Maybe Griffin will have more success learning to avoid contact. It won’t be easy. It used to be that mobile quarterbacks were told they needed to remain in the pocket to avoid injury. Both Vick and Griffin will be in offenses that thrive on their ability to run.

The position is in a state of enormous flux. Being called a running quarterback isn’t an insult. It’s the highest compliment. Vick wasn’t the first in the NFL, but he’s definitely a major part of the evolution.

“He was a lot of fun to watch,” Griffin said, “not just running the ball but throwing the ball. He paved the way for a lot of quarterbacks like myself, and guys before him paved the way for him. You always have a lot of respect for the guy. He’s been through a lot in his life and still come out, still a starting quarterback in the NFL.”

With the emergence of running quarterbacks and read-option-based offenses has come a backlash. Defensive coaches are advocating hitting the quarterback every chance defenders get. It is a penalty to hit a quarterback late in the pocket, but if the signal-caller hands off and pretends he still has the ball, he’s fair game.

So at a time when Vick and Griffin need to prove they can stay healthy, they are at more risk than ever.

“I don’t know what to expect from defenses,” Griffin said. “They’re always going to try to throw something special at you. But you’ve got to be careful when you talk about targeting quarterbacks because that sounds a whole lot like a bounty to me.”

He’s not alone in making that comparison. San Francisco head coach Jim Harbaugh watched the Ravens put as many hits as possible on Colin Kaepernick in the Super Bowl. Harbaugh was made aware of comments by Green Bay linebacker Clay Matthews, who will be chasing Kaepernick around Sunday.

Matthews said, in essence, that hitting quarterbacks after fakes might just discourage coaches from exposing them to such risks. That would be a huge boon to defenses trying to counter the game’s latest trend.

Harbaugh told reporters he raised the issue with the league office and that Matthews’ talk smacks of “targeting a player.”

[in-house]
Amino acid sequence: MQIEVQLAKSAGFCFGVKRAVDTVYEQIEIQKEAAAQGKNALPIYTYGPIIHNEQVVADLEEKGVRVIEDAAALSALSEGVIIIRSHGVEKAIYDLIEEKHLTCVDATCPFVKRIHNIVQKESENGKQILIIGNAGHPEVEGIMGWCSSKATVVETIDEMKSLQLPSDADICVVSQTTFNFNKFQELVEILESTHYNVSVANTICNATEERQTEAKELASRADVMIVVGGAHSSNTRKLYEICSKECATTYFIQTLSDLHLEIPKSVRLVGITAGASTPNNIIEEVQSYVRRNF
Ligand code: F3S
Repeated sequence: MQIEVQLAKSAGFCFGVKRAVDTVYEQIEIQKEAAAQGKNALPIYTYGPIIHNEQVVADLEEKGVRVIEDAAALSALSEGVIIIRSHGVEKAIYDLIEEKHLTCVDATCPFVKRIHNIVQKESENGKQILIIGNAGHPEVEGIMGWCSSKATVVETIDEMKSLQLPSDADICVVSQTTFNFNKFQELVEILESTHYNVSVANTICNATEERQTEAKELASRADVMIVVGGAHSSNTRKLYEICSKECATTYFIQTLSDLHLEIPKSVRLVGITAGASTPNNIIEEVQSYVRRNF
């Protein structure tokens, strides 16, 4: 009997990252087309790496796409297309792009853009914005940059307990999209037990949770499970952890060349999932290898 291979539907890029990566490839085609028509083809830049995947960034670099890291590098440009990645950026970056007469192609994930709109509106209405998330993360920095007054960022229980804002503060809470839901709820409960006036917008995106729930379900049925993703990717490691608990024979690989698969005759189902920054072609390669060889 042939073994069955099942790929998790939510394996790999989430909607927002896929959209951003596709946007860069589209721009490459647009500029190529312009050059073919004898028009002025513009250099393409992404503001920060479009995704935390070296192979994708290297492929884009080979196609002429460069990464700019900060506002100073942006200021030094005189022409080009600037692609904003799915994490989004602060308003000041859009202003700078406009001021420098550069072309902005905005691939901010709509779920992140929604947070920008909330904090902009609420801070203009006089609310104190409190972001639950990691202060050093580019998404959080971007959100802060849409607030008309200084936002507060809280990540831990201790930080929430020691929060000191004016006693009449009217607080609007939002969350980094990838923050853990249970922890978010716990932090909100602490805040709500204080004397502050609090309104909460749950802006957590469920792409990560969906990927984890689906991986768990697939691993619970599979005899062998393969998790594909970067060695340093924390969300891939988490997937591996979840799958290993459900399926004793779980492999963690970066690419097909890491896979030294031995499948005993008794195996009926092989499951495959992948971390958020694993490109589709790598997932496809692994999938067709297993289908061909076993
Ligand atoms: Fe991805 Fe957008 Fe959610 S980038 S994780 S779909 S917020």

Eagles head coach Chip Kelly had a more direct solution.

“They’ve got to catch you first, right?” Kelly said. “So carry out your fake and run really fast. … Any quarterback has to be prepared for hits if they're carrying out fakes. That's just the rule in the game.”

Time will tell if Griffin is able to deliver the championship that has eluded Vick. But he’ll only get the chance if he’s able to remain healthy and on the field. The same things that make Vick and Griffin such threats to defenses also threaten their well-being.

49ers gets some expert-pick love

September, 4, 2013
The experts have spoken and the San Francisco 49ers are getting some respect.

Two of 12 panelists believe the 49ers will take it a step further and win the Super Bowl. Only four of the panelists think the 49ers will win the NFC West over Seattle, but 12 say think the 49ers will make the postseason.

Kevin Seifert is a particular favorite of 49ers’ fans. Seifert (no relation to George) picked the team ti win the Super Bowl and for quarterback Colin Kaepernick to win the MVP award.

Meanwhile, in a conference call with Bay Area media, Green Bay linebacker Clay Matthews said he has not spent any time with practice squad quarterback Scott Tolzien. The Packers just picked him up after he was with the 49ers for the past two years.

Halftime thoughts: Giants look fantastic

November, 25, 2012
EAST RUTHERFORD, N.J. -- The New York Giants appear to have done their homework during their bye week. Lackluster losers of two straight November games heading into their Week 11 bye, the Giants have come roaring out of the gates tonight to take a 31-10 lead over the Green Bay Packers at halftime. ESPN North blogger Kevin Seifert, seated to my right here in the MetLife Stadium press box, reports that the 31 points are the most any team has scored against the Packers in a game this season. To repeat, it is halftime.